“We apologize to anyone who may have been inconvenienced by this morning’s incident.’’


Train getting started again and I missed it:

"Weld, Dukakis to press Baker on North, South Station link" by David Scharfenberg Globe Staff  September 09, 2015

The meeting said something about the access afforded former chief executives on Beacon Hill. But the aftermath said something about the limits of their influence.

“My focus is to fix the T,” Governor Charlie Baker said, using shorthand for the MBTA subway and bus system that failed last winter amid historic storms.

Former governors Michael Dukakis and William Weld have taken full advantage of a summer lull in the local news cycle to draw renewed attention to a decades-old push for what is known as the North-South Rail Link.

They wrote a joint opinion article in the Globe in mid-August. And they’ve played the political odd couple in the press — one a Democrat, the other a Republican, one a policy wonk, the other a glad-hander.


The trouble, critics say, is that the project is pricey and cannot be a top priority for a public transit system in disrepair.

“It’s not a bad idea,” said James Aloisi, a former transportation official in the Dukakis administration. “The question is: Is it the right idea for the moment?”

He'll take you for a ride.

Dukakis, speaking to reporters after the meeting Wednesday, rejected that argument. North and South Stations are congested, he said, and the state must address the problem one way or another.

“There’s not an option not to build,” he said. “This has got to be dealt with.”

It was part of a detailed, 23-minute defense of the proposal delivered just outside the governor’s office.

Dukakis, dressed in a blue-checked dress shirt and khaki pants, spoke of federal loan programs that could help finance the effort, similar projects in Los Angeles and London, and a trip to Philadelphia with his wife.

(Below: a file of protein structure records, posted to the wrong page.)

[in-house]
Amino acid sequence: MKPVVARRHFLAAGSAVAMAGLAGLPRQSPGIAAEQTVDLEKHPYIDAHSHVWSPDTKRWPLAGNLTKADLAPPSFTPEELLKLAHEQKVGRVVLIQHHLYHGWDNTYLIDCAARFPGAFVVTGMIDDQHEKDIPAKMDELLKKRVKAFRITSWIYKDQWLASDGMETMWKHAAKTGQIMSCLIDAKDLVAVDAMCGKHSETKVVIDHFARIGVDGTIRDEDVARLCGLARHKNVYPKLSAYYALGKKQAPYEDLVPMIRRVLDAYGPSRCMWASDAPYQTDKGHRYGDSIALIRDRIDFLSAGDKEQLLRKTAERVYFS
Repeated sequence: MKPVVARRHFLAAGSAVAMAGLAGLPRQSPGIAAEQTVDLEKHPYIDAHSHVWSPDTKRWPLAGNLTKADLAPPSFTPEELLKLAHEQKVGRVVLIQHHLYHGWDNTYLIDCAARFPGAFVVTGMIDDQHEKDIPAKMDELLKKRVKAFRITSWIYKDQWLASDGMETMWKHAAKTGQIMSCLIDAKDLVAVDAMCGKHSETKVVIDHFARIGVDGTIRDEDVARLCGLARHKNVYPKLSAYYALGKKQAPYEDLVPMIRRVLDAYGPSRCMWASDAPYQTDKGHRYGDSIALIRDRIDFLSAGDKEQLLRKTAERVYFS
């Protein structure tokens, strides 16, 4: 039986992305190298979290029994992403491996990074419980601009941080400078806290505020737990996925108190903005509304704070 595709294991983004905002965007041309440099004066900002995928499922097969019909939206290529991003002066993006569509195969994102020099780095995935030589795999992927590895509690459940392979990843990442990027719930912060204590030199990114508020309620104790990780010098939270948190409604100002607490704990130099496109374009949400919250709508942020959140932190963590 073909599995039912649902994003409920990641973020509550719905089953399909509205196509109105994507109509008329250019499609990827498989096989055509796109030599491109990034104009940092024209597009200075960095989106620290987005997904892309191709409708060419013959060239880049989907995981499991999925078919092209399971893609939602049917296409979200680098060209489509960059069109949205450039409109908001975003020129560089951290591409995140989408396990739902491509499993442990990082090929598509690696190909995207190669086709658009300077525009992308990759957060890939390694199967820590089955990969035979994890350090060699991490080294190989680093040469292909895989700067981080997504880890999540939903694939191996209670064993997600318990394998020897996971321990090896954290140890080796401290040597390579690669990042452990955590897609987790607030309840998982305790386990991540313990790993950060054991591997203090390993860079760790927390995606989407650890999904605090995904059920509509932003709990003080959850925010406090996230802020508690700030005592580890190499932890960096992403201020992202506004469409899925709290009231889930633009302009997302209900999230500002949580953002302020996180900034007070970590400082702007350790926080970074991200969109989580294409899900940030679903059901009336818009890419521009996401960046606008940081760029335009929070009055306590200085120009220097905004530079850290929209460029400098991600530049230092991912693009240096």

He also criticized a competing proposal, the expansion of South Station, which he called a temporary, inferior fix.

But Baker, asked earlier if he saw the rail link as a viable alternative to a South Station expansion, left little doubt about where he stands.

“Not from my point of view,” he said. “Certainly from Governor Dukakis’ point of view, it would be. But not from mine.”


RelatedProcess blamed for Green Line project’s soaring cost

Also see: Red Light on Green Line

"Green Line extension supporters urge state not to drop project" by Nicole Dungca Globe Staff  September 09, 2015

On Wednesday, nearly 30 supporters, including Somerville Mayor Joseph Curtatone, pressed Department of Transportation board members to continue the project, saying that it is critical for local communities and the entire region.

Curtatone said the Boston area is one of the most congested regions in the country, and that affects the local economy.

“We want the Green Line,” he said. “The Green Line must come, and the Green Line will come.”
Winter prep work to disrupt JFK-Quincy Red Line trains

Most weekend train service will be suspended between JFK/UMass Station and Quincy Center Station for the rest of September.

Rafael Mares, a vice president at the Conservation Law Foundation, said he believed the main contractor for the project, White-Skanska-Kiewit, has overestimated the cost. Mares’s organization successfully sued the T to force the agency to complete the Green Line extension.

Mares said he believes the T could put portions of the project out to bid again to save money, even if it means missing some of the deadlines for which the foundation pushed.

“If we cannot find a way to make this project happen,” he said, “what project can we complete in Massachusetts?”

Mares and others said the contracting process used by the T had resulted in the high costs. Under the process, the general contractor names the maximum price for each portion of the project. While the process can speed up a project, critics say it can limit the T’s ability to negotiate a good price.

But Stephanie Pollack, the state’s transportation secretary, said changing the contracting process would not necessarily decrease costs. And transportation board member Joseph Sullivan cautioned against further delay.

“A delay is time, and time is money,” he said. “So how do we make a determination that, in fact, trying to reduce the overall figure when we’re delaying the project is going to actually save us some money?”

T staff may redesign or eliminate a maintenance facility and a biking path planned for the project, or design less expensive stations. They could also seek additional money from the state or developers.

The agency will soon have to submit a new financing plan to the federal government, which pledged to pitch in nearly $1 billion for the project.